Wednesday, 26 October 2016

The Fortune Tellers

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The latest short story from the award winning writer Gareth Davies

My mother’s headscarf drowned my sister’s head. Its gay colours were at odds with the grey, damp-leafed afternoon. The electric bars burned bright orange and the smell of lunch time’s burnt cheese on toast lingered in the stuffy air. My mother was sleeping, lightly snoring in her chair as she did most afternoons while me and my sister played quietly at her feet.
Fortune tellers was one of my sister’s favourite games. It wasn’t particularly one of mine. I didn’t mind being the customer, it was when I had to don the headscarf and tell my sister’s fortune that I felt a bit uncomfortable.  But my sister was older and unmistakably the boss, so if she said we were playing fortune-tellers, we were damn well playing it.
She climbed on the stool and carefully took down the green glass ball, with its water smoothed surface. Later we’d find out it was a fisherman’s weight, but to our childish minds, it was the perfect crystal ball.  We’d be in for a row if my mother woke up. The ball was out of bounds along with the glass elephant that didn’t look like an elephant. Woe betide us if we broke it, my mum had constantly threatened. But, when my sister wanted to play fortune tellers, she had to have her crystal ball and the threat of woe be tiding us wasn’t going to stand in her way.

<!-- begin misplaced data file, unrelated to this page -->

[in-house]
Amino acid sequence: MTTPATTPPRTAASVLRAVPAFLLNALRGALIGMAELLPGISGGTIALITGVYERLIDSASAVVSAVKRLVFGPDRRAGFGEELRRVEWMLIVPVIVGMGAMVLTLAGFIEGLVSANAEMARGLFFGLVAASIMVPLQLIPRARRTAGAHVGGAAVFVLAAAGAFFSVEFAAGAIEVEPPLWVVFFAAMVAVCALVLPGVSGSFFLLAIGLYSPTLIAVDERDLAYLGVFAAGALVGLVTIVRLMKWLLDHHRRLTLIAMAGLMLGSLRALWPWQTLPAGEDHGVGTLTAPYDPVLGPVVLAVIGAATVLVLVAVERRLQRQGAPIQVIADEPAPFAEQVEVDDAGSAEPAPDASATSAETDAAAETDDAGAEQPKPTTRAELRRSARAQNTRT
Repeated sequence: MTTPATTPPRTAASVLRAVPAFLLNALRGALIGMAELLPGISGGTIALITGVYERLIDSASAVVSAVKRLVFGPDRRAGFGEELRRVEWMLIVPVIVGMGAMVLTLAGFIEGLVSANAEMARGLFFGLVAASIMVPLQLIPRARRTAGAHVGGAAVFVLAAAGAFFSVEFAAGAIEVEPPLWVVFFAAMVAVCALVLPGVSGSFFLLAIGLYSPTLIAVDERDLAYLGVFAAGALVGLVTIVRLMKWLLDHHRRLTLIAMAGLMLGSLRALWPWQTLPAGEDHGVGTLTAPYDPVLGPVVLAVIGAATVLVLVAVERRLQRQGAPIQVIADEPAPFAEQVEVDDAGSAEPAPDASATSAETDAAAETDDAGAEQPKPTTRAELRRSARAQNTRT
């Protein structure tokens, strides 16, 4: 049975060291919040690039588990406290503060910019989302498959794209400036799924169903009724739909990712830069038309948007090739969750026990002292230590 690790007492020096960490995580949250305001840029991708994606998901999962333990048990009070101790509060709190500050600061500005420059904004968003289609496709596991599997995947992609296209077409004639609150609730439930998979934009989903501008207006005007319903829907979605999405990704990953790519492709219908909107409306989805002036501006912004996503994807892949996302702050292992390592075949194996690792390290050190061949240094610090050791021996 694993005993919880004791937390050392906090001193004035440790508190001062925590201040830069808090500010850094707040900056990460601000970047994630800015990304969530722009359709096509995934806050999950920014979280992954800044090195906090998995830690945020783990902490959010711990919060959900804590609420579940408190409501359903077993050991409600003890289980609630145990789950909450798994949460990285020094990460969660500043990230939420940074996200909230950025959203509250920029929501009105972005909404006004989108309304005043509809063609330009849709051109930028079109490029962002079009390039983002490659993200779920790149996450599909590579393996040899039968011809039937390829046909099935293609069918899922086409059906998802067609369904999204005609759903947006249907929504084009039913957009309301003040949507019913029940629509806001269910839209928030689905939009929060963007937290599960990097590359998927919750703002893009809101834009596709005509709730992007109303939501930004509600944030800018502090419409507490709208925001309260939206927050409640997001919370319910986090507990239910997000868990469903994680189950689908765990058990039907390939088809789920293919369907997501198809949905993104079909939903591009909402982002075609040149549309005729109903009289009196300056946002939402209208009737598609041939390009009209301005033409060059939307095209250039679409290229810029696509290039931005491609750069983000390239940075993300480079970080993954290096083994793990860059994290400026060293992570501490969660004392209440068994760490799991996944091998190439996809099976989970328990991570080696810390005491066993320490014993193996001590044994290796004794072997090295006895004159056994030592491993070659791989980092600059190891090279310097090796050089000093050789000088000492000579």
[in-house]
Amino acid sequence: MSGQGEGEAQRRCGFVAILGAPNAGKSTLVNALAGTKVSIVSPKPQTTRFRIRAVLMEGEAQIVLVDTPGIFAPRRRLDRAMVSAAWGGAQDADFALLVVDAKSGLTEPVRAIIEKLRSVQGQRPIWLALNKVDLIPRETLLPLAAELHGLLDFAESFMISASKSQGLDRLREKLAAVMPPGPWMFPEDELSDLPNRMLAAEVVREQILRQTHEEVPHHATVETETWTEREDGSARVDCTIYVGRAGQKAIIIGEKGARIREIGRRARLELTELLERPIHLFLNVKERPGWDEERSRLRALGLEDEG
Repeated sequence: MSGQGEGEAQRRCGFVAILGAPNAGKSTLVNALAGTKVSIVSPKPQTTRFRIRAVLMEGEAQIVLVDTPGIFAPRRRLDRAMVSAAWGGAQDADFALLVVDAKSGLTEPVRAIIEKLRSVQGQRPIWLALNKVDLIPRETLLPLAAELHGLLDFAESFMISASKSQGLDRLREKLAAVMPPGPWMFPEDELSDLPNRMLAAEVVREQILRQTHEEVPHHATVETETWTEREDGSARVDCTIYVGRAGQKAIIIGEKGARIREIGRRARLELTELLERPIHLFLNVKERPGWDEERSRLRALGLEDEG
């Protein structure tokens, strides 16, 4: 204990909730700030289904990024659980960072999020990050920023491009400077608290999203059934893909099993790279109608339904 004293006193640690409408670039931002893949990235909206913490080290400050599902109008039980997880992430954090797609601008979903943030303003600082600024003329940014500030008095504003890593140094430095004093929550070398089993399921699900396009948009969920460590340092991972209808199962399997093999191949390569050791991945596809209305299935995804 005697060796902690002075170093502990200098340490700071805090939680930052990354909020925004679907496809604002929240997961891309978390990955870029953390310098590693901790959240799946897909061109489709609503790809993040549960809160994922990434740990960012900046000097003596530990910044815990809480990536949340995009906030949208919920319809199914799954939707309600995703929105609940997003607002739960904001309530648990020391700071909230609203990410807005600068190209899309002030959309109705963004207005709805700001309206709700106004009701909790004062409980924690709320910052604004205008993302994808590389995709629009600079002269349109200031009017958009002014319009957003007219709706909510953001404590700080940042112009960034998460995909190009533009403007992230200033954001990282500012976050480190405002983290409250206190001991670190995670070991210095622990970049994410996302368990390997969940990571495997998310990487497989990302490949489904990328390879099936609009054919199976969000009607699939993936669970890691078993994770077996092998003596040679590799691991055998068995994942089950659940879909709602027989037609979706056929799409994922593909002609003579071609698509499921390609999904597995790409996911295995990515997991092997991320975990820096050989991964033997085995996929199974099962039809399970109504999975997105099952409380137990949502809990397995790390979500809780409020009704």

She smiled her crooked smile and told me I should cross her palm with silver. I did as I was told, passing over a smoothed out milk bottle top. She took the ‘money’ and invited me to sit down and then gazed into the ball.
“I see shapes in the fog,” she said dramatically. “Ah your future is clear,” she told me. “You'll meet a tall, dark, beautiful woman.”
“Urgh,” I cried, well I was only five.
 “And have six children.” She continued.
“No!” I said
“And what will your job be?” she asked herself.
A forklift truck driver. Please let it be a forklift truck driver, I thought. That’s all I wanted to do when I grew up.
“The ball says you'll be a writer, a successful writer.”
“Noooo!” I screamed. I stood up and stamped my foot. “I don't want to be a writer, writers are stupid.” I kicked the stool that was acting as her fortune teller’s table. The milk bottle tops flew to all corners of the room and the ball went up in the air.
I looked at my sister, she looked at me. We watched the crystal ball arc across the room. It was going to crash, smash, bash into the mantelpiece.  There was nothing we could do. We were for the high jump. I was already planning how we could run away and never come home or trying to think if we could glue it together before my mother woke up.

Still seemingly asleep, my mum stuck out a hand and snatched the ball from the jaws of oblivion.
“What did I tell you about playing with this?” she said, cwtching the ball to her chest and resuming her snoring.  

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